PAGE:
In-home care is different for every individual and that’s why care starts with an in-home care evaluation. This is not about judging or scaring anyone, but determining how much care is needed, what payor resources are available, the frequency and duration of care, and which caregiver on the team will be best matched with each client.
One of the first concerns that many people have when considering senior care is the cost. Talk with your family about any insurance policies for long-term care insurance, life insurance policies, and other benefits that might cover some part of the cost of hiring a caregiver. While in-home care is typically private pay—that is, services are not covered by traditional medical insurance or Medicaid—there are other ways to pay for the services. For example, long-term care insurance or veterans’ benefits can offset out-of-pocket expenses.
Take a look here for more detailed information about paying for in-home care for yourself or a loved one, and then share your questions and resources with the home care agency during your evaluation.
Getting to Know You
Inviting strangers into the home to help with what can feel like intimate moments, such as bathing, is not easy at first. The evaluation is a time to talk openly about these concerns and preferences—maybe someone only likes to shower in the morning, or they prefer certain bath salts, or they need their slippers—so that the caregiver can be prepared.
Caregivers can be trained in specific types of care, such as assisting someone who is living with dementia. There can be detailed physical needs depending on the condition or illness and the more information that is shared, the better chance of a caregiver match with a client.
This is also an opportunity for the caregiver and the home care agency team to get to know the family of someone who needs care. There may be multiple family members involved in supporting an elder, and a schedule to work on together.
In order to develop person-centered care that will ideally eliminate loneliness, helplessness and boredom, the caregiver needs to know who this individual is, what brings them joy and fulfillment. Capturing an accurate social history during the evaluation is critical to success.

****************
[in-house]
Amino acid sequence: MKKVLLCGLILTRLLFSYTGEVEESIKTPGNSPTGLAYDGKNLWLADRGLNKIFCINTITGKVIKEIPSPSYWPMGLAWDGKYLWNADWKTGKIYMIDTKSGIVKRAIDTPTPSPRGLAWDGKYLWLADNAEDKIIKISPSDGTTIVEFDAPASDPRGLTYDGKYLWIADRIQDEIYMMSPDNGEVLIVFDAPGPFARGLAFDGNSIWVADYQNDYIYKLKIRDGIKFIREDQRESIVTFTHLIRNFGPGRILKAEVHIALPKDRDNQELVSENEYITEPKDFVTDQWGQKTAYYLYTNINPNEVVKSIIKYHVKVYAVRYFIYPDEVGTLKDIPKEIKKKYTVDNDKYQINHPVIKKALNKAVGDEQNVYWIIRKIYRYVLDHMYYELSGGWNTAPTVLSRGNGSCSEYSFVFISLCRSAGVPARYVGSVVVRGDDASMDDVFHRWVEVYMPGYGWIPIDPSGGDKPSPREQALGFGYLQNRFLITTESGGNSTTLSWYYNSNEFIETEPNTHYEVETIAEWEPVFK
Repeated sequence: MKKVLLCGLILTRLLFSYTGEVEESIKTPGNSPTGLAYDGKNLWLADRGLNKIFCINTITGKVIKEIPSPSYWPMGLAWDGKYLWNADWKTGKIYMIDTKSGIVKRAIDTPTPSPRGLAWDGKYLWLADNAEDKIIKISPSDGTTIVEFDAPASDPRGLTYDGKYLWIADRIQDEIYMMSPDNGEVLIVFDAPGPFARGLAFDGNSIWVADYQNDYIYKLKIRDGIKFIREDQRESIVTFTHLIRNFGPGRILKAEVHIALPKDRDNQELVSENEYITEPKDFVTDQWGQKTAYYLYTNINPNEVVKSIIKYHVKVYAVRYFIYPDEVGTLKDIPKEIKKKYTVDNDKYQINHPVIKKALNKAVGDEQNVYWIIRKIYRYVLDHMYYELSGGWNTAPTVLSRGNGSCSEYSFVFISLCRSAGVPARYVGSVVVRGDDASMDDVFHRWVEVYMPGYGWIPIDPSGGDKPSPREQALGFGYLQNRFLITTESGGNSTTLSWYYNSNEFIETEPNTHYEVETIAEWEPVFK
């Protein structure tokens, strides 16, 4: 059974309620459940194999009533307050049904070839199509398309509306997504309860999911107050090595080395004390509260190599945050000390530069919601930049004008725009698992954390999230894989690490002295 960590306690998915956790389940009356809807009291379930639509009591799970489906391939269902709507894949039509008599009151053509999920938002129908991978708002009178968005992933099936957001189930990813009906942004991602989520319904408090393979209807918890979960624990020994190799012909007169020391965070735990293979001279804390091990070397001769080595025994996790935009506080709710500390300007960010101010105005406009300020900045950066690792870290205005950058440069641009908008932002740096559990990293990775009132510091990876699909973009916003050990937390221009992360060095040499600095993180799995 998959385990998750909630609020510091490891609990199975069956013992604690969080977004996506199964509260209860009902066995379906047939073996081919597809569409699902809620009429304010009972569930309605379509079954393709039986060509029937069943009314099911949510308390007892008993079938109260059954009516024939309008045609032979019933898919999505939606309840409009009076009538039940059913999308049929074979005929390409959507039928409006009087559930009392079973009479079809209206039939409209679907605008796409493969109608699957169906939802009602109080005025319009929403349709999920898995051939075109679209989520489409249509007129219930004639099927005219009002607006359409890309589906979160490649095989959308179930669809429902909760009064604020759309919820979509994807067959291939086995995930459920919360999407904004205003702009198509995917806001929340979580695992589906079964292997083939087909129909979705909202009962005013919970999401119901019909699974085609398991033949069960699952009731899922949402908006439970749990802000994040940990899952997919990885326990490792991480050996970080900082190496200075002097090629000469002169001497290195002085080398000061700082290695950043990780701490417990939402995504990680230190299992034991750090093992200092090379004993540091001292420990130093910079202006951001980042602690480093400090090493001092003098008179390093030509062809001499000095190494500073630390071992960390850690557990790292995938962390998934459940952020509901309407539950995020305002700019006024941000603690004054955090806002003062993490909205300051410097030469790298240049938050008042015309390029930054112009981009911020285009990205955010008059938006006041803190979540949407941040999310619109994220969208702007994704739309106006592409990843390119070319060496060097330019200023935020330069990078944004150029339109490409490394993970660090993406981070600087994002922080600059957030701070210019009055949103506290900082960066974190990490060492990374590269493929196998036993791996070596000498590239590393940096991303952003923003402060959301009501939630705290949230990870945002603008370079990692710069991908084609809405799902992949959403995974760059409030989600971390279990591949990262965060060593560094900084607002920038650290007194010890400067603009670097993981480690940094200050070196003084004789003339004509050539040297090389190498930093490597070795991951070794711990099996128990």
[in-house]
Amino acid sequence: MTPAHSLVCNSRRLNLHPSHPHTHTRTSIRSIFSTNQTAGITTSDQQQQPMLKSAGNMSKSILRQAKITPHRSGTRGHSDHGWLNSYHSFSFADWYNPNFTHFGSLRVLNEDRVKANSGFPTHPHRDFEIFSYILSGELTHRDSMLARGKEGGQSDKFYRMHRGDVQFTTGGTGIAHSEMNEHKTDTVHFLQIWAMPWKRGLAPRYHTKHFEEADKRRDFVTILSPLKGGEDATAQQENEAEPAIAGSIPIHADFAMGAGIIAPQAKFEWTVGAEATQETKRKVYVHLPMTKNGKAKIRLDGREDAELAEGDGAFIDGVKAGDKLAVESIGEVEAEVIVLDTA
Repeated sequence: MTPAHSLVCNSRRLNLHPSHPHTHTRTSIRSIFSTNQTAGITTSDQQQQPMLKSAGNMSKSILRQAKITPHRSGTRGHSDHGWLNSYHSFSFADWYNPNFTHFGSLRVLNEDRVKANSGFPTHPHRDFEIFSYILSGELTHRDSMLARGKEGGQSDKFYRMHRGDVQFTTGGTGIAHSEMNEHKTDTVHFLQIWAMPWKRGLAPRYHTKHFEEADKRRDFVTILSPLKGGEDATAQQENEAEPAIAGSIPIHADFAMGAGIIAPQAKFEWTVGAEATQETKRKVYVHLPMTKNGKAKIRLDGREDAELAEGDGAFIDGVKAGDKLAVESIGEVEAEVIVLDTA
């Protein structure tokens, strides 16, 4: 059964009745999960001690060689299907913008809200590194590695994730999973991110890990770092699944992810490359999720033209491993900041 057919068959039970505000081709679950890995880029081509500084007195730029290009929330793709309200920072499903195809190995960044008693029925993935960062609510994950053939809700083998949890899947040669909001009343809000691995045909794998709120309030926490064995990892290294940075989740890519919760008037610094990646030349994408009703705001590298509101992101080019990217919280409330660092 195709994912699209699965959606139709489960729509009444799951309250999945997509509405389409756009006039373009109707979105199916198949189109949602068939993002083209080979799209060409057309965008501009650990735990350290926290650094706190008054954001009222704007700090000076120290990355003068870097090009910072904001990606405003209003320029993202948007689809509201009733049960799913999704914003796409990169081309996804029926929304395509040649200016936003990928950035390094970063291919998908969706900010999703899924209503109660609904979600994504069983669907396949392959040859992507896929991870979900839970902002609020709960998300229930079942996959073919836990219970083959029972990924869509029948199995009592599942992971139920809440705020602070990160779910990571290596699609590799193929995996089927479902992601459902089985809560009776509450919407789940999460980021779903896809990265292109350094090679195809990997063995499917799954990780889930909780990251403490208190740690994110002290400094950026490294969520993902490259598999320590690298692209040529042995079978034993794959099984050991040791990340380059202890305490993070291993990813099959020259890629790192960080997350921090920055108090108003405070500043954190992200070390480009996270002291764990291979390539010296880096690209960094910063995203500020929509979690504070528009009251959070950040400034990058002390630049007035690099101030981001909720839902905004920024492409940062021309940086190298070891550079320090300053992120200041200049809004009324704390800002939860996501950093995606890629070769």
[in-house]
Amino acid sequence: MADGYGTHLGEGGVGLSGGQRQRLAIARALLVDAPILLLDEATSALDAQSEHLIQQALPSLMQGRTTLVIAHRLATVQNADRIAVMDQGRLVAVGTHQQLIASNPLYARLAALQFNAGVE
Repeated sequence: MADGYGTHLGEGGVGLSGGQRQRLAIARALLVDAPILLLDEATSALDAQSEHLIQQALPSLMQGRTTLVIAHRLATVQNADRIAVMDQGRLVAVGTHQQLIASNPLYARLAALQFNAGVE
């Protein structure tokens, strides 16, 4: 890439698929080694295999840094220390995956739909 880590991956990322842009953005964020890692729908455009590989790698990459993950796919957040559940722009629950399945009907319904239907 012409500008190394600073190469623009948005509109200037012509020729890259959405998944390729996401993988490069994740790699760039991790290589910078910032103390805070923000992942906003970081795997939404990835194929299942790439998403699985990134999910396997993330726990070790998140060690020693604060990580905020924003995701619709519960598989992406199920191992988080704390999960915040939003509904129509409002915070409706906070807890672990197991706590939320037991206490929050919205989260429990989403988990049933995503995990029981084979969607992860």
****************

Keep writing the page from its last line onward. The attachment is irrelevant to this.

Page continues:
In being told of the current status of symptoms and concerns, a caregiver can be on the lookout for improvements or changing signs of illness.
This is also the time to review Client Rights, the frequency of Quality Assurance visits, and set expectations with the client and their family about what home care is and does. It’s important for clients to know that their privacy is protected and this is discussed too.
How can home care help prevent falls? A most important part of the evaluation is the safety check—the home, whether it is a privately-owned detached home with a yard or a room in an assisted-living facility—should be safe for the person who lives there, their caregiver and others who routinely visit or spend time there. Remember that the safer the home, the longer someone can remain there living independently.
A quality safety evaluation includes a falls risk assessment. While this is done during the initial visit, it can and should be reviewed after a fall, when there is a change in medication, before and after a surgery, and if there are any changes in the well-being of the person receiving care in the home.
Ultimately, everyone has the same goal: to support the individual who, due to age or illness, needs support to live as independently as they still desire and are able. An in-home evaluation by a licensed home care agency can be the first step in improving the quality of life for someone.
To schedule an in-home evaluation, contact us today.